One of the big advantages of decision models in this context is that you can write a decision table that uses the outcome of a decision you haven’t defined yet. As long as you know the allowed answers, you can consume them in a table – you don’t need to have defined the logic for picking between them yet. This allows you to work independently on decision tables across the whole model.

Mechanically, each column will be tied to the object model element that represents the required decision or the input data.

Columns are ANDs, Rows are ORs

As with all decision tables, columns are ANDed together. Each row checks all the columns and the rule represented by the row is only true if all the conditions – all the columns – are true. Columns can be marked as “-” in a row if the value of that column is irrelevant.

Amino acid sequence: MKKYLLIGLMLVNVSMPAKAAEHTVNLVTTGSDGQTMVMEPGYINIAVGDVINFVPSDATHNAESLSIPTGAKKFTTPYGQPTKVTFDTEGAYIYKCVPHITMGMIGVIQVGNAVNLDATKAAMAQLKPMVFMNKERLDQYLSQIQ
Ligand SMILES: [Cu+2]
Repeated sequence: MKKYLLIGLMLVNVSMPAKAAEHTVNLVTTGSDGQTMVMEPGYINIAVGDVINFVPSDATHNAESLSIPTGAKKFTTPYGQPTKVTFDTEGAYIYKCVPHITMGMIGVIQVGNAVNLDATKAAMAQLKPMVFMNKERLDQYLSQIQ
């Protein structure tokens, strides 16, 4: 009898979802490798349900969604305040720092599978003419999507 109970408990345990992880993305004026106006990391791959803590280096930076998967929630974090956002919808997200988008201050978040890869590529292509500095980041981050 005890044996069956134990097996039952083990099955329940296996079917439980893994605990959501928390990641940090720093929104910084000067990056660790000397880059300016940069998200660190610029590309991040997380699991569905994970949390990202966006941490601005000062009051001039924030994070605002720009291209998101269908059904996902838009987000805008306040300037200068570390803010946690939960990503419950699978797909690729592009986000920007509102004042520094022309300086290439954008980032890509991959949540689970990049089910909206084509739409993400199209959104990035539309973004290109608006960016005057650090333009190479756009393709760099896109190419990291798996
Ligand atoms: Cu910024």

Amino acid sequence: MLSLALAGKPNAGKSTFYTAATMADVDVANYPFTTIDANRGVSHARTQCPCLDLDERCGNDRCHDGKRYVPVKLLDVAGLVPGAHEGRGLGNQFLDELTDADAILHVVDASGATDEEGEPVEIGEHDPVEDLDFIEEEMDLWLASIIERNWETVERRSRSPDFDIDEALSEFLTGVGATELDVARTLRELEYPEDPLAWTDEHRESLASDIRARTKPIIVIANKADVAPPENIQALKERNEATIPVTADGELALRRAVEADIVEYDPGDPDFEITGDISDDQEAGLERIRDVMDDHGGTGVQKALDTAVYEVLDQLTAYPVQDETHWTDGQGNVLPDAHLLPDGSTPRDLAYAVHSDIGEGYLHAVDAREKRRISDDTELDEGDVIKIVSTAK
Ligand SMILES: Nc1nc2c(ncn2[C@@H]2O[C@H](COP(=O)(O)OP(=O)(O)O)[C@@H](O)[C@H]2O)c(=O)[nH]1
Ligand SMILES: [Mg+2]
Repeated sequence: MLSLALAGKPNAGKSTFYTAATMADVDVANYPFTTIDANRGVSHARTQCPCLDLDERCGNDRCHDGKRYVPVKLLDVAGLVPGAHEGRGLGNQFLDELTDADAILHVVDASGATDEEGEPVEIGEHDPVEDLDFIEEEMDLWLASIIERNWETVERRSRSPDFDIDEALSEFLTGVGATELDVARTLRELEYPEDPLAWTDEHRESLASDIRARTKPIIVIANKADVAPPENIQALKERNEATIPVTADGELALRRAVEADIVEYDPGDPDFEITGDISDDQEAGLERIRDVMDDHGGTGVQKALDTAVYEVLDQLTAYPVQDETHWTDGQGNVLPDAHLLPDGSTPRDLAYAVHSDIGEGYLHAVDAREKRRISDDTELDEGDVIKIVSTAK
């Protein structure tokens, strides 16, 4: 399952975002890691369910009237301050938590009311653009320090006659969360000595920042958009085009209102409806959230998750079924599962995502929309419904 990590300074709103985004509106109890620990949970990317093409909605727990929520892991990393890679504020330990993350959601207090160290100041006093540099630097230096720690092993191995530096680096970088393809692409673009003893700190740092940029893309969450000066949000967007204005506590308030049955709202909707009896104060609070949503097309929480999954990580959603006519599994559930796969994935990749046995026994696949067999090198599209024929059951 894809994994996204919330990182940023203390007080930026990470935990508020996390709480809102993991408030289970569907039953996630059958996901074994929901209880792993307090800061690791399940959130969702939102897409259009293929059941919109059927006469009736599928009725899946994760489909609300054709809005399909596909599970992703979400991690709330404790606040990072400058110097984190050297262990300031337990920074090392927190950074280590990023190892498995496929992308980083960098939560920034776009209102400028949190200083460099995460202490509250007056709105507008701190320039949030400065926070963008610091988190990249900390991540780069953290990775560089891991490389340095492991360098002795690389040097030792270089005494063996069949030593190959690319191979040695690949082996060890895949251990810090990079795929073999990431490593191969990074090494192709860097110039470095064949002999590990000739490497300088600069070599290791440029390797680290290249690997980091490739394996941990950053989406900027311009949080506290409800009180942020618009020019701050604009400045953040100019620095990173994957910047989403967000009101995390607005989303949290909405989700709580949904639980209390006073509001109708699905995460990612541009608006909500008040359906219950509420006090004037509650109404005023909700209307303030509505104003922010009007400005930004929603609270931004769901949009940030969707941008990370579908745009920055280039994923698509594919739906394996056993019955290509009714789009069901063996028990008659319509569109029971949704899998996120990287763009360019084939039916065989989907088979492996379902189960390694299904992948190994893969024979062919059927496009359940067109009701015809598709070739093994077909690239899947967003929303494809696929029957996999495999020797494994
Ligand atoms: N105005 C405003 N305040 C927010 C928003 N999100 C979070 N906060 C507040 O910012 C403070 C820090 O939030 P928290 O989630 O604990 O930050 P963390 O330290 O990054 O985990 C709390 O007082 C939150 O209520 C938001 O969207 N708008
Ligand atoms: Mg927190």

There are no ORs or ELSEs in a decision table – essentially you create a row for each OR and another row for an ELSE. This allows each set of conditions to be managed as its own row and simplifies management. Unless the OR was used to identify a set of potential values that are all OK when you would replace that with an In( ) statement…

Final Thoughts

KISS – as always, keeping things as simple as possible is always worthwhile and will repay your investment when you come to maintain the rules – or hand the rules over to someone else to maintain.

Normalize your rules - decision modeling lends itself to a “normalization” process where you break down the decisions until any given business change is encapsulated in a single decision – one business change, one rule change. I’ll come back to this in a later post on effective design.